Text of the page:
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Thread: Gps

  1. Default Gps

    hi everyone, i am looking to buy a GPS. what i would like to have is a unit that i can have in my car that speaks and gives driving directions but one that can also be taken from the vehicle to the stream so i can mark refrence points. from what i have been seeing what i want isnt on the market. i either have to buy both a handheld and a car gps. anyone have any info they care to share?

  2. #2
    Join Date
    Dec 2008
    Wakefield, Quebec.

    Default Re: Gps

    I have a compact handheld Garmin that I use for outdoors mainly. But I download roadmaps to it and use it in the car with a power supply cord that plugs into the lighter. It's far from being what you want, but it gets me there. But it seems I read somewhere that road GPS units (at least some) accept topo maps, as long as the software is compatible (example would be Mapsource from Garmin).

  3. Default Re: Gps

    well i see there are portable car gps units. i am going to call tom-tom and see if wooded areas are included on the maps and or what i can do fit my needs......

  4. #4
    Join Date
    Jan 2008
    Colorado's Western Slope

    Default Re: Gps

    I'm very curious as to the recommendations that follow. I have a Tom Tom for my car that is so easy to use it's as a sin. I recently drove 7 hrs from Jackson, MS to Mountain Home, AR and the driver was using a Garmin handheld but watching him was like watching someone text and drive!? It was a little scary. I would think that an outdoor handheld would be compact, waterproof/resistant, and accept topo maps while hiking and navigating through marshes, swamps and waterways. My Tom Tom talks to me about directions and alternate routes but his Garmin did not. I can focus on the road and driving while he was always looking down at his handheld.

  5. #5
    Join Date
    Jan 2007
    Central Florida

    Default Re: Gps

    Hi PAMike,

    I am afraid that you are going to end up with a unit that doesn't do either job very good. I don't know of a portable unit that has voice directions. The Portable units are made for use in places you might use fly fishing. You should decide what feature is most important to you. If you want to take it on stream or into the woods you should get a portable unite and give up the voice directions in town. If you think voice directions is the most important then it won't be as good for fishing. There are some Garmin portable units that claim better service in the woods.


  6. Default Re: Gps

    Mapsource from garmin doessn't give topo maps because;
    topo maps have to have been created by a source such as the DNR who do the surface research which would very unlikley be inclued in Mapsource.
    What you are looking for in a GPS, is one that reads the 3 formats of Co-ordinates used to find location by satelite.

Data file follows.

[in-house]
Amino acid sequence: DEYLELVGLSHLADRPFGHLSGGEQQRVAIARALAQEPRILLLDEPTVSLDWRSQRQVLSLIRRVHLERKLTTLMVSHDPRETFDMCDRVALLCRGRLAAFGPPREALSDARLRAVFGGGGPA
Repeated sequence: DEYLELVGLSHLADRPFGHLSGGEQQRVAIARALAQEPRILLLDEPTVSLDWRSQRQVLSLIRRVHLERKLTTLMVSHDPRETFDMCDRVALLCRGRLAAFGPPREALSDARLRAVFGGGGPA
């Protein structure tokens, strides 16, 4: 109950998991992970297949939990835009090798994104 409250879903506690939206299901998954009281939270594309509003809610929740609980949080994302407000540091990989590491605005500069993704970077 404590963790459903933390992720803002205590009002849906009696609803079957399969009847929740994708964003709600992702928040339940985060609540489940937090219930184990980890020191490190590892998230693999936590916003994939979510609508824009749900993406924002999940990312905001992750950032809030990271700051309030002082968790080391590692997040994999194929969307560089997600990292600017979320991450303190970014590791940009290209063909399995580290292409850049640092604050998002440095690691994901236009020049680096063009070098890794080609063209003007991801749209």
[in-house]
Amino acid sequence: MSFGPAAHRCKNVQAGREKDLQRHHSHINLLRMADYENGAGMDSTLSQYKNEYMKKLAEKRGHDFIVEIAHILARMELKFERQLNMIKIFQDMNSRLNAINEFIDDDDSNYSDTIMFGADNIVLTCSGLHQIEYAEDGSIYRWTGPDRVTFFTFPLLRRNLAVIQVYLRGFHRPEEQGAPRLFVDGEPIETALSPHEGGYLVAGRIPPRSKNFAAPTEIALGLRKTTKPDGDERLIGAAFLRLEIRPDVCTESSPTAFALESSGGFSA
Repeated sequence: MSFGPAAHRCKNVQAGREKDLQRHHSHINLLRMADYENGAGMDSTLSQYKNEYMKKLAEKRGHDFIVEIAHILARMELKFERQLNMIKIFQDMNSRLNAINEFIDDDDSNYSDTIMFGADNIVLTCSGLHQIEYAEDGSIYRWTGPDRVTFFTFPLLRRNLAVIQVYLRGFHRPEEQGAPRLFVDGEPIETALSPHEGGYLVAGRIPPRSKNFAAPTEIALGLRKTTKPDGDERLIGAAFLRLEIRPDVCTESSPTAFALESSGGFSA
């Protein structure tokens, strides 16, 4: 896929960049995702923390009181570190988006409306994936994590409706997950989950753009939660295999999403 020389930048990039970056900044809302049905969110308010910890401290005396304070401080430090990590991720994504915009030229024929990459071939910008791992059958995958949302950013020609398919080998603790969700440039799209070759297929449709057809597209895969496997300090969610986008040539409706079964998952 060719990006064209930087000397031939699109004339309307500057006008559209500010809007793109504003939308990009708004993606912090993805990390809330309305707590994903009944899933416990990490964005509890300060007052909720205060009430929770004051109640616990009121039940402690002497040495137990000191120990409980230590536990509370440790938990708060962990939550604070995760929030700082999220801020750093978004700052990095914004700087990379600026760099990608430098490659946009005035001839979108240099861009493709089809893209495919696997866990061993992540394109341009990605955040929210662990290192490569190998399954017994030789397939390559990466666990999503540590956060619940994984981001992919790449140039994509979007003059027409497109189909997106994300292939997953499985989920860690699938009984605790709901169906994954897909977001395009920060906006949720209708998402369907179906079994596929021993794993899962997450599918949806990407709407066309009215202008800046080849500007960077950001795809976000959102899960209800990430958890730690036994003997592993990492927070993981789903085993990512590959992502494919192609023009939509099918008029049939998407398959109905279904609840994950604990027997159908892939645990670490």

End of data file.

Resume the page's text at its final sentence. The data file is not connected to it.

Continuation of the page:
I'll give you an example of a GPS that does this and its the Garmin Nuvi. You can be in the middle of a lake have your Nuvi on and want to mark that spot as a good fishing location. You can hit save and go back the next day and find the exact GPS co-ordinate locations and fish the same spot. This is something commercial fisherman have been doing for years, if i'm not mistaken Lowance came out with the original technology after Pres. Reagan released the private use of the satellites put in space after the Star wars Program. GPS itself can't give you topo readings of a lake. Use a depth finder on you boat, co-ordinate and mark the depth yourself to create a map for yourself. No DNR is going to take the time to mark an ever changing surface for your use.
    SO; use a depth finder for bottom topo and a Nuvi (I mention this model because I know it does co-ordinates) to mark the spot. You need to do a paper makeup of the location you just charted then go back in a month and see how much it has changed to see how futile it would be to try to make a map for your convenience. Sign up to this link to learn from the best about GPS use; Layin' down tracks - ADVrider
    PS, that GPS, Cadillac put in their car to pimp the item off as a great idea to get your old lady to have you spend way more than you make for nothing is not what you're looking for (it'll more than likely lead her and the kids down some street they shouldn't be on in reality).
    Great GPS technology is a tool to be used with other tools that take work to get results. Gettin your kid to soccer isn't one of them that rate high on the charts :-)

  7. Default Re: Gps

    so the moral of this story is that there isnt a product to satisfy my needs.....

  8. Default Re: Gps

    If you fish one lake and want to learn as much as you can about it the combo of a GPS that reads co-ords and a depth finder is a lot of fun. Try your DNR on line and get a general map of the lake you want, a lot of the maps are semi topo with general depths, print out several copies and keep data on them for future use. It's a lot of fun learning the waters you fish and remember your states DNR will take a portfolio on structure/ fishtype/ depths include all the co-ords for them to locate your findings. They WILL use them and appreciate any detailed workup of any lake. I started to do water temps this year at certain locations since I mainly fish one lake and am trying to figure out how to log them and where to put their importance.
    Once you get used to using the gear, it becomes second nature.

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